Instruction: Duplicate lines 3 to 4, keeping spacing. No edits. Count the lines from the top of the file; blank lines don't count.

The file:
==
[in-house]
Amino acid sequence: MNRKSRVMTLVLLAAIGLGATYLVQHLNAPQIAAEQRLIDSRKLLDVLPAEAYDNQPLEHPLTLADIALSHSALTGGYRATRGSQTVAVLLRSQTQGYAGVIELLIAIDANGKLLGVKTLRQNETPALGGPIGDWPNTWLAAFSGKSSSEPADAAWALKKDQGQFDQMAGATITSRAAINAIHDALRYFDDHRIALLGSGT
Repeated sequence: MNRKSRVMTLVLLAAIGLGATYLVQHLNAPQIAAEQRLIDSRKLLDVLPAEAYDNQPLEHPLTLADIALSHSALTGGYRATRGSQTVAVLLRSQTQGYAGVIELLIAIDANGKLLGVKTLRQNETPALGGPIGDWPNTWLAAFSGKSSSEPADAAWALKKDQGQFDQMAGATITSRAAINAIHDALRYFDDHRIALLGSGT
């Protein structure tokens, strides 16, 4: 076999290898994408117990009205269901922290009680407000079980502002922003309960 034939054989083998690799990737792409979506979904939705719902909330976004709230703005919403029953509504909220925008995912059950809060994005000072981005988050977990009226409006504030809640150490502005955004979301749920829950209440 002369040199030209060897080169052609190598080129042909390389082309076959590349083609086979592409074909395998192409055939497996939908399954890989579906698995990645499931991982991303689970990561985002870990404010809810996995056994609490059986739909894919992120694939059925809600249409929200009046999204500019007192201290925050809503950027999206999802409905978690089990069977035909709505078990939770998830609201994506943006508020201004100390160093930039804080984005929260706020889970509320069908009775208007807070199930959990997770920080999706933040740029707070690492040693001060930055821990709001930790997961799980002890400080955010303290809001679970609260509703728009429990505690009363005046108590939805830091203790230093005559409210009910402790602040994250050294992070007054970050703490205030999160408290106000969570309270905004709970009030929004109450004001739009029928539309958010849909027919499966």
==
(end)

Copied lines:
Repeated sequence: MNRKSRVMTLVLLAAIGLGATYLVQHLNAPQIAAEQRLIDSRKLLDVLPAEAYDNQPLEHPLTLADIALSHSALTGGYRATRGSQTVAVLLRSQTQGYAGVIELLIAIDANGKLLGVKTLRQNETPALGGPIGDWPNTWLAAFSGKSSSEPADAAWALKKDQGQFDQMAGATITSRAAINAIHDALRYFDDHRIALLGSGT
């Protein structure tokens, strides 16, 4: 076999290898994408117990009205269901922290009680407000079980502002922003309960 034939054989083998690799990737792409979506979904939705719902909330976004709230703005919403029953509504909220925008995912059950809060994005000072981005988050977990009226409006504030809640150490502005955004979301749920829950209440 002369040199030209060897080169052609190598080129042909390389082309076959590349083609086979592409074909395998192409055939497996939908399954890989579906698995990645499931991982991303689970990561985002870990404010809810996995056994609490059986739909894919992120694939059925809600249409929200009046999204500019007192201290925050809503950027999206999802409905978690089990069977035909709505078990939770998830609201994506943006508020201004100390160093930039804080984005929260706020889970509320069908009775208007807070199930959990997770920080999706933040740029707070690492040693001060930055821990709001930790997961799980002890400080955010303290809001679970609260509703728009429990505690009363005046108590939805830091203790230093005559409210009910402790602040994250050294992070007054970050703490205030999160408290106000969570309270905004709970009030929004109450004001739009029928539309958010849909027919499966």